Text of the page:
“The moment you stop accepting challenges is the moment you stop moving forward.” -Anonymous
This little plant can give you unpleasant rashes for weeks. Unfortunately, there is no real treatment for it on the trail aside from rinsing the contact area as soon as possible.
Dealing with Poison Ivy mostly comes down to prevention. Here are some preventive measures:
Hike in pants (most contacts happen below the hips, wearing shorts will keep you exposed).
Wear enclosed footwear (keep your sandals for another trip).
Hike in long sleeves.
Learn to identify the plant.
Pay close attention to where you step when going off-trail.
Keep an eye out for Poison Ivy signs (you should always be careful, but be extra careful in the signed area).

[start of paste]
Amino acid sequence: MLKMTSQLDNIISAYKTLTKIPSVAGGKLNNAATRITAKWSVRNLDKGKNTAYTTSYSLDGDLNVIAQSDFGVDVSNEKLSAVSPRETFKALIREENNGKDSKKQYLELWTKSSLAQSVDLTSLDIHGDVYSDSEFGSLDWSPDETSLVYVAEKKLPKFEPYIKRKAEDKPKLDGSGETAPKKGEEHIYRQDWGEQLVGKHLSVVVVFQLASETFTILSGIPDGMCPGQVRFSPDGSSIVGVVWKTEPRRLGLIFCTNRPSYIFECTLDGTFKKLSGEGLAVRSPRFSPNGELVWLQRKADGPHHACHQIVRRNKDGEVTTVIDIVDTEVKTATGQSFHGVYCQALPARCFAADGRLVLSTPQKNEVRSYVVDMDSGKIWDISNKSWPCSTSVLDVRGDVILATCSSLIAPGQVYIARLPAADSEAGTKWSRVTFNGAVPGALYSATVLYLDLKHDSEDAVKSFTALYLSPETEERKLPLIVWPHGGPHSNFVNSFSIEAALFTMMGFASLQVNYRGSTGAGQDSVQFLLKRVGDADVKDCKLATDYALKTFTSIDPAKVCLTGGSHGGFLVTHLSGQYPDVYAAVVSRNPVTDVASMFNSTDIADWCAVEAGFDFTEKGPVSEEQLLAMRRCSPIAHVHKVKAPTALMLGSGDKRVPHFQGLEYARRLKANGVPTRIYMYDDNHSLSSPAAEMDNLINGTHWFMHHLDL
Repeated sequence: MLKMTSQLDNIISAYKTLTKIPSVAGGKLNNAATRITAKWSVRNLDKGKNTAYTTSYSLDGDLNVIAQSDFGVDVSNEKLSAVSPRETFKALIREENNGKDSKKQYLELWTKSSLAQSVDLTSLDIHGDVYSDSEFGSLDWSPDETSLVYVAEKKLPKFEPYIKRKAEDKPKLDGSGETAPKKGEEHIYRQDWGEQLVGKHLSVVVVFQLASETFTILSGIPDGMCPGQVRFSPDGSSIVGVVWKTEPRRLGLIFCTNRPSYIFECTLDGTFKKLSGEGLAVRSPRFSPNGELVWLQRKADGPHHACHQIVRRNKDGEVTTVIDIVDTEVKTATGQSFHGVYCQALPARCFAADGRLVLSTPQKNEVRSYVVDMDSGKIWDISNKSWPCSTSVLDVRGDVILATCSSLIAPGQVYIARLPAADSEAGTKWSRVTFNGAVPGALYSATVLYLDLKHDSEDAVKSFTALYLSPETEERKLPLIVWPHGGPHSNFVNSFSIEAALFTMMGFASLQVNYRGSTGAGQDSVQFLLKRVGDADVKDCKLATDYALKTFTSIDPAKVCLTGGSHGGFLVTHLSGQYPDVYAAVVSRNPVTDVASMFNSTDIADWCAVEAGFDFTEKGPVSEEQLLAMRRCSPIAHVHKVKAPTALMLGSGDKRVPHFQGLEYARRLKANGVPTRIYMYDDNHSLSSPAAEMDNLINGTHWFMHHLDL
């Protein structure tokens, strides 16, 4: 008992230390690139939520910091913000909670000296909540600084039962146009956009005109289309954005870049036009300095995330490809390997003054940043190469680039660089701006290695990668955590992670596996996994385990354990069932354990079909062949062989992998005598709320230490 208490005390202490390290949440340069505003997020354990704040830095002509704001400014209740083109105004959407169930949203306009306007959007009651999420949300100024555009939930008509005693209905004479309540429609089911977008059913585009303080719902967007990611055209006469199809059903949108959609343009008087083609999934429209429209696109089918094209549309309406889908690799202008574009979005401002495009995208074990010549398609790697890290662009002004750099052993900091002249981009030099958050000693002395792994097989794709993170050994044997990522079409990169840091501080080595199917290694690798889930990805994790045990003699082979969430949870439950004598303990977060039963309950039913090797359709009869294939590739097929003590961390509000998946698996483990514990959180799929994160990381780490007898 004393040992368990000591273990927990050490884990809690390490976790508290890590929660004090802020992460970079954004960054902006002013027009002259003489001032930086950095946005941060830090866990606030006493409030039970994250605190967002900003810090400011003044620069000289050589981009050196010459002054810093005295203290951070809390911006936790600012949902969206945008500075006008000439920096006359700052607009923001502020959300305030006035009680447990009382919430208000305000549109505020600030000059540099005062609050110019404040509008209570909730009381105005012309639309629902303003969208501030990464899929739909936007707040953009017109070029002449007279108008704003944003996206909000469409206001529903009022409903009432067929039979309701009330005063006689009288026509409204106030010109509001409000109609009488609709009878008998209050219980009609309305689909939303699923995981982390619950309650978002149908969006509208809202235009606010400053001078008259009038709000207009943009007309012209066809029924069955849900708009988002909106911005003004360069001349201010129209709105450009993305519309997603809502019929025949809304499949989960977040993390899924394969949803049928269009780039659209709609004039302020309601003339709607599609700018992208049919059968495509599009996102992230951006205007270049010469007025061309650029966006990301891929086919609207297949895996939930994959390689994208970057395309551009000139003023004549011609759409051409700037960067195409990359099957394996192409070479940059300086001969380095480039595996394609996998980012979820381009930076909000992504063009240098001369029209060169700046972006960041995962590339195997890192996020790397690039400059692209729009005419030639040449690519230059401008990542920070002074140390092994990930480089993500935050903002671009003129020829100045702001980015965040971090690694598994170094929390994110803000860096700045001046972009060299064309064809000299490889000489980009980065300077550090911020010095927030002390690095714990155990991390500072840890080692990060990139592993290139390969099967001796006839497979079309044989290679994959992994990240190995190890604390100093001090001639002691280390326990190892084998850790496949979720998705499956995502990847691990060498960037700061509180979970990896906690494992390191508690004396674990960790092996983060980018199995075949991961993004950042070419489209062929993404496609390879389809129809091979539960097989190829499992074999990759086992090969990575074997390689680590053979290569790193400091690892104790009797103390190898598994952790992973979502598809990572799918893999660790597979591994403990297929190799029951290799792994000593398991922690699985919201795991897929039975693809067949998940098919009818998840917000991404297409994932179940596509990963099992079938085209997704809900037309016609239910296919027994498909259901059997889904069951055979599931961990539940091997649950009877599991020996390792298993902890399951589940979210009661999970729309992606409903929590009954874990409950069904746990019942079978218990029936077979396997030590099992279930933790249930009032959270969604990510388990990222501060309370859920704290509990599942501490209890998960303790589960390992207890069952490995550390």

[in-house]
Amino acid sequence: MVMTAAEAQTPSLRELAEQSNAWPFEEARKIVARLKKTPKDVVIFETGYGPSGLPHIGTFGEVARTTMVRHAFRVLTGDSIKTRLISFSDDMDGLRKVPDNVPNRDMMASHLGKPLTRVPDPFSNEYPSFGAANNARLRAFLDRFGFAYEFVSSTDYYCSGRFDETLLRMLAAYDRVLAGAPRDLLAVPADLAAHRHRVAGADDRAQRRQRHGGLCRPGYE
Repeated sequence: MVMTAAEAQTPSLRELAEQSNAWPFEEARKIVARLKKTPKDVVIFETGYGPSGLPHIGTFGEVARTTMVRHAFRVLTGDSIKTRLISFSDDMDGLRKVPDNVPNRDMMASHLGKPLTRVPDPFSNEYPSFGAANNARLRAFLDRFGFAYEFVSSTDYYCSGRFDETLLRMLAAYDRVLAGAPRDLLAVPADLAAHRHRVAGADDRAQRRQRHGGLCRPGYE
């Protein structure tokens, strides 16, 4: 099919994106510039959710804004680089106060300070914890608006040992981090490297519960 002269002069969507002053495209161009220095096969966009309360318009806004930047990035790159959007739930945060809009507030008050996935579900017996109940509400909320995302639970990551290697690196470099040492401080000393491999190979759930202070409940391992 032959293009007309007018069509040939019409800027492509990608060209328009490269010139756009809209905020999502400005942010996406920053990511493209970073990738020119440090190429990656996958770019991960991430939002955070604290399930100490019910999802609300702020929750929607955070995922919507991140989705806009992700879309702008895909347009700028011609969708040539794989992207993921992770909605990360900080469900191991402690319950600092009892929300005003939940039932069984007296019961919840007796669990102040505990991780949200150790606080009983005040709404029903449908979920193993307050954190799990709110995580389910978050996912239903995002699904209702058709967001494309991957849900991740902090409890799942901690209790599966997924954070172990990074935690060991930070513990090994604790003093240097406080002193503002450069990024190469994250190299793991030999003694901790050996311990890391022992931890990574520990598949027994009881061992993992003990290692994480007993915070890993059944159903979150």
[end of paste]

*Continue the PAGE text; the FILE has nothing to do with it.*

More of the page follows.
Use hiking poles to push them away from you if found on the trail.
If you get in contact, rinse the area and chill out. (You won't die! It will just be uncomfortable for a little while.)
Wild camping on the Bruce Trail is not allowed. This pageof the Bruce Trail website has a downloadable pdf list of the campsites found along the trail. Going through them, you quickly realize that hiking the trail while only using campgrounds is not an option. You would have to pay for multiple hotels, resorts, B&Bs, and motels to hike the Bruce Trail without wild camping.
There are not many ways to make it work:
Do spend a lot of money doing the Bruce Trail the allowed way.
Do the Bruce Trail sections with campgrounds, and the one without campgrounds as multiple day hikes.
Ask landowners, houses with yards to be able to camp on their properties.